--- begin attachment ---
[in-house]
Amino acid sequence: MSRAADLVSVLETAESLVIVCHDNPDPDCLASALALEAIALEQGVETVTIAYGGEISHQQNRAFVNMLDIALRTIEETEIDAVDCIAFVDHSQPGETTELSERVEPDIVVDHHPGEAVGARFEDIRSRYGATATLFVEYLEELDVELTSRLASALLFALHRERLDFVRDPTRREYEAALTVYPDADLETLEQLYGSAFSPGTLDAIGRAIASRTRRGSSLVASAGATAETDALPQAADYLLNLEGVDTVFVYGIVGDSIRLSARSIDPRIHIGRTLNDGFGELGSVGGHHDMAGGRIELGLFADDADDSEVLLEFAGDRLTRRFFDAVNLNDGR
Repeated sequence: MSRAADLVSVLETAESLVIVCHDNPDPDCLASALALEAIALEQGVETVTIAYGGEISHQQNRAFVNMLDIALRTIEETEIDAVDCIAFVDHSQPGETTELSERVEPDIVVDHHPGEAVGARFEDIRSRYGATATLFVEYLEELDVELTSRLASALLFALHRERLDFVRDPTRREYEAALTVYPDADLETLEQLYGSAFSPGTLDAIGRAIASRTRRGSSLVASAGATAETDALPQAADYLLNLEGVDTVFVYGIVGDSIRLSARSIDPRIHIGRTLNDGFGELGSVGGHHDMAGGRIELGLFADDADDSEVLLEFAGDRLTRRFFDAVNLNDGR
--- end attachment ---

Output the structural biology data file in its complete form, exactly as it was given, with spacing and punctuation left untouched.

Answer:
[in-house]
Amino acid sequence: MSRAADLVSVLETAESLVIVCHDNPDPDCLASALALEAIALEQGVETVTIAYGGEISHQQNRAFVNMLDIALRTIEETEIDAVDCIAFVDHSQPGETTELSERVEPDIVVDHHPGEAVGARFEDIRSRYGATATLFVEYLEELDVELTSRLASALLFALHRERLDFVRDPTRREYEAALTVYPDADLETLEQLYGSAFSPGTLDAIGRAIASRTRRGSSLVASAGATAETDALPQAADYLLNLEGVDTVFVYGIVGDSIRLSARSIDPRIHIGRTLNDGFGELGSVGGHHDMAGGRIELGLFADDADDSEVLLEFAGDRLTRRFFDAVNLNDGR
Repeated sequence: MSRAADLVSVLETAESLVIVCHDNPDPDCLASALALEAIALEQGVETVTIAYGGEISHQQNRAFVNMLDIALRTIEETEIDAVDCIAFVDHSQPGETTELSERVEPDIVVDHHPGEAVGARFEDIRSRYGATATLFVEYLEELDVELTSRLASALLFALHRERLDFVRDPTRREYEAALTVYPDADLETLEQLYGSAFSPGTLDAIGRAIASRTRRGSSLVASAGATAETDALPQAADYLLNLEGVDTVFVYGIVGDSIRLSARSIDPRIHIGRTLNDGFGELGSVGGHHDMAGGRIELGLFADDADDSEVLLEFAGDRLTRRFFDAVNLNDGR